**Abstracts of the papers in “Journal of Recreational Mathematics” Volume 1, Number 1, 1968**

Given the elapsed time since these papers
appeared and that there were no abstracts with the originals, all of the items
in this list were written by Charles Ashbacher.

“Magic Designs,” by Robert B. Ely,
III

**Abstract**

The definition of a magic design is as
follows:

A design with N parts is said to be
magic, if those parts can be labeled with the numbers 1 to N so that the labels
of each of a number of identical sub-designs give the same constant total.

A magic square, which is an m x m grid where
each row and column has the same sum is
the most widely known magic design.

In this paper, additional magic designs, such
as a triangle, cube, a grid made of hexagons, a triangular grid and the faces
of a dodecahedron are analyzed.

“Counting Planar Maps,” by W. T.
Tutte

**Abstract**

The paper opens with the examination of a
standard die as an object having six faces. Such an object is called a
hexahedra. There are seven convex objects having exactly six faces and three
that are concave. Schlegel diagrams are used to convert the polyhedra into
planar graphs for further analysis. Planar diagrams that can be defined by
3-connected graphs are called c-nets.

A table of the number of c-nets for
each number of edges for n from 4 through 25 is given along with the explicit
formula used to compute the numbers.

“Infinite Geometry,” by Donald L.
Vanderpool

**Abstract**

While Euclidean geometry is performed on a
plane infinite in two directions, triangles are described as being finite. In
this paper, the lines that form the triangles are geodesic’s in Einstein’s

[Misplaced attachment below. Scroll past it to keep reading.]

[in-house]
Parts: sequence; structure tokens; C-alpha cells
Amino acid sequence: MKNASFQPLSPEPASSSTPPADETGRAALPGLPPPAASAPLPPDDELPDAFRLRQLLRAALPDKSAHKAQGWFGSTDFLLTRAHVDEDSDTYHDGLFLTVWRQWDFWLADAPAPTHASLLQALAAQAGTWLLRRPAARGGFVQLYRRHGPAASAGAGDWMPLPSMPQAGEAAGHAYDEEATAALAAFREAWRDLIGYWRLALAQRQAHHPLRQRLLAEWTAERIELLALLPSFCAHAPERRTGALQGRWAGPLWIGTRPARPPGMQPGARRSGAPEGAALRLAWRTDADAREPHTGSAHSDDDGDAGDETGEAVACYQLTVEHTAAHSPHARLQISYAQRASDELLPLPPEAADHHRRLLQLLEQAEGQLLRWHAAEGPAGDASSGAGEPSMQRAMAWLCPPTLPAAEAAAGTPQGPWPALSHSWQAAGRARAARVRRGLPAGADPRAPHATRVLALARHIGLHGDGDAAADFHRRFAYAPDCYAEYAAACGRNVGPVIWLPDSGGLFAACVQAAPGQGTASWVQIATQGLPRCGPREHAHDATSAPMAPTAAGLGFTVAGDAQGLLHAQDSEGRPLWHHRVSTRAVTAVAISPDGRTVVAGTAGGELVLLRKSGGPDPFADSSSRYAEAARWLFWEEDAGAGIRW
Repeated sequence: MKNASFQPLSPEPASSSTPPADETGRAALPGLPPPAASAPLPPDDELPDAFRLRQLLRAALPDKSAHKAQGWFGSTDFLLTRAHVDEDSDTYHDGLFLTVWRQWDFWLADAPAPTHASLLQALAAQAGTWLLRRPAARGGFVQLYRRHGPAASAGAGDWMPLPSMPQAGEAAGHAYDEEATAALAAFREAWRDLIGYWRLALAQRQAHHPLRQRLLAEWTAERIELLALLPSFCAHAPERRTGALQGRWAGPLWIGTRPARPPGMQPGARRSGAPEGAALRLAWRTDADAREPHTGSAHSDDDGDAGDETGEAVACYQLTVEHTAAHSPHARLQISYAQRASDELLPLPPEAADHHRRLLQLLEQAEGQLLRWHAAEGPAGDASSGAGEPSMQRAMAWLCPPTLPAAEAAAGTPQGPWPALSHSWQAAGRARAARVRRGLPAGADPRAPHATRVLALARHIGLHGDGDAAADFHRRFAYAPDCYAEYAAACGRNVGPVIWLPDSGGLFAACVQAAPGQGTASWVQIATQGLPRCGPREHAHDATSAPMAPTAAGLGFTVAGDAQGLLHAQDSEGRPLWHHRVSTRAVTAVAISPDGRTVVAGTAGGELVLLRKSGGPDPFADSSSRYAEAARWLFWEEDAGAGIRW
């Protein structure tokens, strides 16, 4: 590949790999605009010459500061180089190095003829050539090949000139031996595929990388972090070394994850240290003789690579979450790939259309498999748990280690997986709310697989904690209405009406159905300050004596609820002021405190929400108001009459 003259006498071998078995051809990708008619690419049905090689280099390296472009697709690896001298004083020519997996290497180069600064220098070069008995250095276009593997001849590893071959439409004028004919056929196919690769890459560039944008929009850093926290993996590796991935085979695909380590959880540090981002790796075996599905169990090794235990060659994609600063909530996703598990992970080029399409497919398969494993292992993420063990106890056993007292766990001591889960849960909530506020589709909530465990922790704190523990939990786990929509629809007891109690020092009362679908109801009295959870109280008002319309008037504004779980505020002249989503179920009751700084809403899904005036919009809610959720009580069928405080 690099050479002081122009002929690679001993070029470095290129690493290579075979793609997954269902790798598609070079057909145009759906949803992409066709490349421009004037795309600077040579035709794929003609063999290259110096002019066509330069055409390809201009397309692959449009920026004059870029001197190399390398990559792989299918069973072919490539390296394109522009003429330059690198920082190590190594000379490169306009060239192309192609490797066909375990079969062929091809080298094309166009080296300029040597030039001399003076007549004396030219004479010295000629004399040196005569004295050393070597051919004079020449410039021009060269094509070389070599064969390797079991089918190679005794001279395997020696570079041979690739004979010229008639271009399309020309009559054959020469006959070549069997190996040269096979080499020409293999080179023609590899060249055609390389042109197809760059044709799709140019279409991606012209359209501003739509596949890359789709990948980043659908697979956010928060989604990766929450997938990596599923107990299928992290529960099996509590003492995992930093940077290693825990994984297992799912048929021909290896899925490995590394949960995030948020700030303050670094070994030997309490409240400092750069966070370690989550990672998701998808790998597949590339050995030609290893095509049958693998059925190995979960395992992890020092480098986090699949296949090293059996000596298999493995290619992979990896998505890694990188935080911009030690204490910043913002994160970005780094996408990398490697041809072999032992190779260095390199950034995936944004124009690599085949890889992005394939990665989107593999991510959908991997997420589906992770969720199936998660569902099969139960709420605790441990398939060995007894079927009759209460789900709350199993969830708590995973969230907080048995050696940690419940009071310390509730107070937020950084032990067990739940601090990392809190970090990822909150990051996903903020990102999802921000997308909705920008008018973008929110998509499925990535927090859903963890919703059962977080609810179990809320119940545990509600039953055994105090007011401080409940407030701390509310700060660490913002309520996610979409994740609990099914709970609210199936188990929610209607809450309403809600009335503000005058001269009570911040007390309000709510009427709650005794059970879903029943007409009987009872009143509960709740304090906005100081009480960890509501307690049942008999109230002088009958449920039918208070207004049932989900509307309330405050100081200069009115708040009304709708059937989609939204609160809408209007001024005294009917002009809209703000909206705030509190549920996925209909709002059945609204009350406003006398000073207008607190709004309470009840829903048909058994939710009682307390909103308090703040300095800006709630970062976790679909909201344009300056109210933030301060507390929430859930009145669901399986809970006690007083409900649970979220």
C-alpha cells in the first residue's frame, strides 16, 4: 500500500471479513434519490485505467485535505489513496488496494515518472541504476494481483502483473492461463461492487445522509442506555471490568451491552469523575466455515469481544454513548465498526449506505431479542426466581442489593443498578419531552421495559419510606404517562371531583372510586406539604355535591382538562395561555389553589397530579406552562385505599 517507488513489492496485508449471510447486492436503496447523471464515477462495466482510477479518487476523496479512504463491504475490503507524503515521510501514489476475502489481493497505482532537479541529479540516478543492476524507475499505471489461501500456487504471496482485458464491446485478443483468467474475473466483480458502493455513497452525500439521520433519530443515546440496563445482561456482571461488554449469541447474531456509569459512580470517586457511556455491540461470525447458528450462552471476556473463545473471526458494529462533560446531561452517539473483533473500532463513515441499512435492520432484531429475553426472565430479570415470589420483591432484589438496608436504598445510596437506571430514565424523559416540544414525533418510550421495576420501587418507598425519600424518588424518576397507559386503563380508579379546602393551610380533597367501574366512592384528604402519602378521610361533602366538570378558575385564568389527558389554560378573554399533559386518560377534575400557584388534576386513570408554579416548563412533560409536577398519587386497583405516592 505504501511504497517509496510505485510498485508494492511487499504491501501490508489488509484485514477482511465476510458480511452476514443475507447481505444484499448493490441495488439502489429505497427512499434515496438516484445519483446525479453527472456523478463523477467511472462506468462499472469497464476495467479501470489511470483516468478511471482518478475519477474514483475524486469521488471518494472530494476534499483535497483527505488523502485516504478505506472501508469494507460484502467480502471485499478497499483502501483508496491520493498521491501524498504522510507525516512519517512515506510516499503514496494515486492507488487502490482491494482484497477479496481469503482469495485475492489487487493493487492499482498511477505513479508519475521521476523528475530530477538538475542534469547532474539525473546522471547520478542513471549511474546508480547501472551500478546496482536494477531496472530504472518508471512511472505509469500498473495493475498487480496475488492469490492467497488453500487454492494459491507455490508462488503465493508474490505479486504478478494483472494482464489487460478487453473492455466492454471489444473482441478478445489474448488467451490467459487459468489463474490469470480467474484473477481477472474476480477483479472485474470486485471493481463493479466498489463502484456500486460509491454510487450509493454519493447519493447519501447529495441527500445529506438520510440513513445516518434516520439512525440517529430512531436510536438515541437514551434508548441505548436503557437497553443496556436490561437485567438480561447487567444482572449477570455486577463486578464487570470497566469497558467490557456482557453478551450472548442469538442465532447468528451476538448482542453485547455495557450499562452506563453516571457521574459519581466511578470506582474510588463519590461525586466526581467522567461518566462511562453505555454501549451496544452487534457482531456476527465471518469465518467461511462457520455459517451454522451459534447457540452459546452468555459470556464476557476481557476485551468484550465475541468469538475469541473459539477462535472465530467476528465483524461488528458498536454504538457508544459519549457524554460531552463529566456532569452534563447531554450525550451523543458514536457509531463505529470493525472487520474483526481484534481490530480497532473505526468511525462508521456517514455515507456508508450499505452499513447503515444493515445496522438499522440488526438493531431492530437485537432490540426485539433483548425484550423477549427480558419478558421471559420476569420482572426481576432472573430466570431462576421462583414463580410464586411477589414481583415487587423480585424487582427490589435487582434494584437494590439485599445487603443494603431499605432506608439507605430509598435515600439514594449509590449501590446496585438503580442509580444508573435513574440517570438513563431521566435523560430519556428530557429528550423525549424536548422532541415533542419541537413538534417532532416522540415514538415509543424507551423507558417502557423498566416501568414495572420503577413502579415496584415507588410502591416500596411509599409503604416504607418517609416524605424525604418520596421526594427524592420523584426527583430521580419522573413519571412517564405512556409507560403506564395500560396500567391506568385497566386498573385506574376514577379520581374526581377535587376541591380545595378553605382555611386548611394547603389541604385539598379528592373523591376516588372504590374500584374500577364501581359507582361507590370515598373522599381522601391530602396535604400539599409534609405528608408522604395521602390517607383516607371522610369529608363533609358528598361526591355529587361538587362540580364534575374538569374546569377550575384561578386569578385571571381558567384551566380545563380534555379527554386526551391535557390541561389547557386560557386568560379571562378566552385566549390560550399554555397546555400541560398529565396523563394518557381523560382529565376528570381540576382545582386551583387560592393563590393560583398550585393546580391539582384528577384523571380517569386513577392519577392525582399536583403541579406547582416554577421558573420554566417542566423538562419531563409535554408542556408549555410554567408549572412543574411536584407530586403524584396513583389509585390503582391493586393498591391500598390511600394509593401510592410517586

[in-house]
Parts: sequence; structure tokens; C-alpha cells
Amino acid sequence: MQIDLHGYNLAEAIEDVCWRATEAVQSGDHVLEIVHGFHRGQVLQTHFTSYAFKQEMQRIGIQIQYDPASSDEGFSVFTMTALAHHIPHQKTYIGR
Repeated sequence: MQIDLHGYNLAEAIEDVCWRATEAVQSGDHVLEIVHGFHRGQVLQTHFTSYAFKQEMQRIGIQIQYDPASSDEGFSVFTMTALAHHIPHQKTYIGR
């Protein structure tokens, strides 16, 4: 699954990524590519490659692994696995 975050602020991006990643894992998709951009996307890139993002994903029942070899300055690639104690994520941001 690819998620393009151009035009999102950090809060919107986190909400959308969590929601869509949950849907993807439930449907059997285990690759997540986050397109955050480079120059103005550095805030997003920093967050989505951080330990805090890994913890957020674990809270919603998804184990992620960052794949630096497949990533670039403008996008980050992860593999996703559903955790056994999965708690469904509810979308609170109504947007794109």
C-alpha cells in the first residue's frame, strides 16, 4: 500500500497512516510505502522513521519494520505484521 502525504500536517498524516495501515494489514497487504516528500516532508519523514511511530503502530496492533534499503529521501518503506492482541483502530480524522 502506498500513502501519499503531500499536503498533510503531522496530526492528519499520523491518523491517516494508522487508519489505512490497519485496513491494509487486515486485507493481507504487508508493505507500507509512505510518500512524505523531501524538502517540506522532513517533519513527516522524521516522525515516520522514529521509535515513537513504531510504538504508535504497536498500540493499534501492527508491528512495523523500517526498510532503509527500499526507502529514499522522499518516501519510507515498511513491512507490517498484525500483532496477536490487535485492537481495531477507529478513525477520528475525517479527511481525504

4-dimensional space. This leads to three-sided figures where the sums of the
angles are vastly different from the standard 180 degrees.

“A Recurrent Operation Leading to a
Number Trick,” by Charles W. Trigg

**Abstract**

For each two-digit number S, the digits are
written in reverse order. This is added to the sum of the digits of S and then
the sum is reduced modulo 100. The computations are then repeated.

Under this operation, the fifty-two odd
two-digit numbers form a series in which the last 6 numbers form a closed loop.

“Alphametics,” by J. A. H. Hunter

**Abstract**

This paper re-introduces the letter-arithmetic
puzzle of alphametic and gives a brief description of the logic one uses to
solve them. The example problem is a division alphametic.

“The Witch of Agnesi,” by Harold D.
Larsen

**Abstract**

The Witch of Agnesi is a curve defined by the
equations:

y( a

^{2}+ x^{2}) = a^{3}or x = a(cot θ), y = a(sin θ)^{2}.
The history and some of the major properties
of this curve are examined.

“Curiosa for 1968,” by Charles W.
Trigg

**Abstract**

This paper gives several ways that 1968 can be
written using conventional math symbols and the nine decimal digits.

“Pentomino Farms,” by Fr. Victor
Feser, OSB

**Abstract**

The 12 pentominoes are formed from five
squares being connected edge-to-edge. A pentomino farm is a rectangular shape
made by the set of pentominoes that has enclosed open space(s). Several of the
most basic are presented.

“Squares with 9 and 10 Distinct
Digits,” by T. Charles Jones

**Abstract**

In this paper, two computer generated tables
are given. The first contains all squares with nine distinct digits and the
second all squares with ten distinct digits.

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